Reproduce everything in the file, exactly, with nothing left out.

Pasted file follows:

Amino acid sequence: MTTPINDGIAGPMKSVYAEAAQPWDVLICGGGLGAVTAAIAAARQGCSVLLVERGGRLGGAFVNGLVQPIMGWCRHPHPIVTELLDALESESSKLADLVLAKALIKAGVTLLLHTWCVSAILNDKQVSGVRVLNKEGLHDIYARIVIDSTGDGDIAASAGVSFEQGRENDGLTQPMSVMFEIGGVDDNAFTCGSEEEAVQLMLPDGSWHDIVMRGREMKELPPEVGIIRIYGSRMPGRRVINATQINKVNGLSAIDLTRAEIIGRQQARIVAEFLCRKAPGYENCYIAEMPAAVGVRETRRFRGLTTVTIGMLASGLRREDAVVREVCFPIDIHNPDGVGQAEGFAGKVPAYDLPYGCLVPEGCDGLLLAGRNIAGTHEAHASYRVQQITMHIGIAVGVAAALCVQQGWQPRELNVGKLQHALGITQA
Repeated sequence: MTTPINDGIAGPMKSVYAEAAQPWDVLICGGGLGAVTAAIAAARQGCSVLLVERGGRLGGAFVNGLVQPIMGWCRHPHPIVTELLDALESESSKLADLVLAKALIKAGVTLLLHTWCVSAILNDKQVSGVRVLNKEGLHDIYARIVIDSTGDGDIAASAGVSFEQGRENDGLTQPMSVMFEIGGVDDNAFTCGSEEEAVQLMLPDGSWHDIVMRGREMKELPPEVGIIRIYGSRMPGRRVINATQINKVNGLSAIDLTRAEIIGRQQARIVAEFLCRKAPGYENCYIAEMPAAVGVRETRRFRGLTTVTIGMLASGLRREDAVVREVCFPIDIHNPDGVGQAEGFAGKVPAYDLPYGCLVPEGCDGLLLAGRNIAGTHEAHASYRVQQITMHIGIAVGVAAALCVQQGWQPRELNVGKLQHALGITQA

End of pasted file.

Amino acid sequence: MTTPINDGIAGPMKSVYAEAAQPWDVLICGGGLGAVTAAIAAARQGCSVLLVERGGRLGGAFVNGLVQPIMGWCRHPHPIVTELLDALESESSKLADLVLAKALIKAGVTLLLHTWCVSAILNDKQVSGVRVLNKEGLHDIYARIVIDSTGDGDIAASAGVSFEQGRENDGLTQPMSVMFEIGGVDDNAFTCGSEEEAVQLMLPDGSWHDIVMRGREMKELPPEVGIIRIYGSRMPGRRVINATQINKVNGLSAIDLTRAEIIGRQQARIVAEFLCRKAPGYENCYIAEMPAAVGVRETRRFRGLTTVTIGMLASGLRREDAVVREVCFPIDIHNPDGVGQAEGFAGKVPAYDLPYGCLVPEGCDGLLLAGRNIAGTHEAHASYRVQQITMHIGIAVGVAAALCVQQGWQPRELNVGKLQHALGITQA
Repeated sequence: MTTPINDGIAGPMKSVYAEAAQPWDVLICGGGLGAVTAAIAAARQGCSVLLVERGGRLGGAFVNGLVQPIMGWCRHPHPIVTELLDALESESSKLADLVLAKALIKAGVTLLLHTWCVSAILNDKQVSGVRVLNKEGLHDIYARIVIDSTGDGDIAASAGVSFEQGRENDGLTQPMSVMFEIGGVDDNAFTCGSEEEAVQLMLPDGSWHDIVMRGREMKELPPEVGIIRIYGSRMPGRRVINATQINKVNGLSAIDLTRAEIIGRQQARIVAEFLCRKAPGYENCYIAEMPAAVGVRETRRFRGLTTVTIGMLASGLRREDAVVREVCFPIDIHNPDGVGQAEGFAGKVPAYDLPYGCLVPEGCDGLLLAGRNIAGTHEAHASYRVQQITMHIGIAVGVAAALCVQQGWQPRELNVGKLQHALGITQA